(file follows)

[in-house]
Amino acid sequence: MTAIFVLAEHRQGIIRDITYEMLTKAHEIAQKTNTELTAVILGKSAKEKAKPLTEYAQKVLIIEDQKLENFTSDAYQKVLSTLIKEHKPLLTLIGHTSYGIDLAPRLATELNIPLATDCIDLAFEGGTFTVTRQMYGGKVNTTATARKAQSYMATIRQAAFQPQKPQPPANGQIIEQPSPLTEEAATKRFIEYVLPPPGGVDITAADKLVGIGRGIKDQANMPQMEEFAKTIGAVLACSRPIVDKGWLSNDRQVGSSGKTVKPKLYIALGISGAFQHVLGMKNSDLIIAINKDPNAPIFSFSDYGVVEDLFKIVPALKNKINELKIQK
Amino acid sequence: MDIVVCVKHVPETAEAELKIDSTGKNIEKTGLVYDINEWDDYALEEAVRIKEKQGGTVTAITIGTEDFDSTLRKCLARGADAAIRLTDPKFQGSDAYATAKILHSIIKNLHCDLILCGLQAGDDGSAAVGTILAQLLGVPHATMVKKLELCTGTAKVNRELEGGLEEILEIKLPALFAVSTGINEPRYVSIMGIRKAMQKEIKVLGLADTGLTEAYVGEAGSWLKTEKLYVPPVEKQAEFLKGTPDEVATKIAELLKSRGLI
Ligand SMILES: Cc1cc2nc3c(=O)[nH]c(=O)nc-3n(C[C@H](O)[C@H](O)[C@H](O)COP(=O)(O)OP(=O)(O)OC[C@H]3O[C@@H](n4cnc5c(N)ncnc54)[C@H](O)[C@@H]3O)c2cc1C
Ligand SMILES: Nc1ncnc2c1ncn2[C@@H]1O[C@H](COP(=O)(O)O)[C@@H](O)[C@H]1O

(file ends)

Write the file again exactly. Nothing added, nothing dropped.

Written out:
[in-house]
Amino acid sequence: MTAIFVLAEHRQGIIRDITYEMLTKAHEIAQKTNTELTAVILGKSAKEKAKPLTEYAQKVLIIEDQKLENFTSDAYQKVLSTLIKEHKPLLTLIGHTSYGIDLAPRLATELNIPLATDCIDLAFEGGTFTVTRQMYGGKVNTTATARKAQSYMATIRQAAFQPQKPQPPANGQIIEQPSPLTEEAATKRFIEYVLPPPGGVDITAADKLVGIGRGIKDQANMPQMEEFAKTIGAVLACSRPIVDKGWLSNDRQVGSSGKTVKPKLYIALGISGAFQHVLGMKNSDLIIAINKDPNAPIFSFSDYGVVEDLFKIVPALKNKINELKIQK
Amino acid sequence: MDIVVCVKHVPETAEAELKIDSTGKNIEKTGLVYDINEWDDYALEEAVRIKEKQGGTVTAITIGTEDFDSTLRKCLARGADAAIRLTDPKFQGSDAYATAKILHSIIKNLHCDLILCGLQAGDDGSAAVGTILAQLLGVPHATMVKKLELCTGTAKVNRELEGGLEEILEIKLPALFAVSTGINEPRYVSIMGIRKAMQKEIKVLGLADTGLTEAYVGEAGSWLKTEKLYVPPVEKQAEFLKGTPDEVATKIAELLKSRGLI
Ligand SMILES: Cc1cc2nc3c(=O)[nH]c(=O)nc-3n(C[C@H](O)[C@H](O)[C@H](O)COP(=O)(O)OP(=O)(O)OC[C@H]3O[C@@H](n4cnc5c(N)ncnc54)[C@H](O)[C@@H]3O)c2cc1C
Ligand SMILES: Nc1ncnc2c1ncn2[C@@H]1O[C@H](COP(=O)(O)O)[C@@H](O)[C@H]1O